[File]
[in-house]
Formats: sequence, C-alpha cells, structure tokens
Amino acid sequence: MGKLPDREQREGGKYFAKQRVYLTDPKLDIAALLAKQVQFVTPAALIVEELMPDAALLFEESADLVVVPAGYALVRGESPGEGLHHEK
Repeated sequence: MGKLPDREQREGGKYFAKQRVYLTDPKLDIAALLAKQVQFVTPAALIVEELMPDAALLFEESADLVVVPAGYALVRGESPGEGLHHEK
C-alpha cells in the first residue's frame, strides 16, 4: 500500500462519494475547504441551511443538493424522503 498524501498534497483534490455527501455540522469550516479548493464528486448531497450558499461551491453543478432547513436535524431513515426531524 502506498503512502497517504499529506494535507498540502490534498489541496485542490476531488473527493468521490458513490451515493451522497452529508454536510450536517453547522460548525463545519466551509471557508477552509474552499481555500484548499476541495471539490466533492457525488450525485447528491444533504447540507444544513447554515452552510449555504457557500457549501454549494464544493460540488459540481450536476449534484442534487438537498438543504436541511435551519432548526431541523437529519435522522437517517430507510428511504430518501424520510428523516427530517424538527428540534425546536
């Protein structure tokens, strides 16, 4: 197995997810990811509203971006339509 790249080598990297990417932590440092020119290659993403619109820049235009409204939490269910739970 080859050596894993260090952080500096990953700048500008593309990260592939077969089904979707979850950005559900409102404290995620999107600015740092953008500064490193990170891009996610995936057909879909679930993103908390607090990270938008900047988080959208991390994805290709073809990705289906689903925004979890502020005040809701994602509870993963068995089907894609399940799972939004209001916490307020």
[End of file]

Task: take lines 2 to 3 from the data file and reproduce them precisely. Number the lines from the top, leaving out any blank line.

Formats: sequence, C-alpha cells, structure tokens
Amino acid sequence: MGKLPDREQREGGKYFAKQRVYLTDPKLDIAALLAKQVQFVTPAALIVEELMPDAALLFEESADLVVVPAGYALVRGESPGEGLHHEK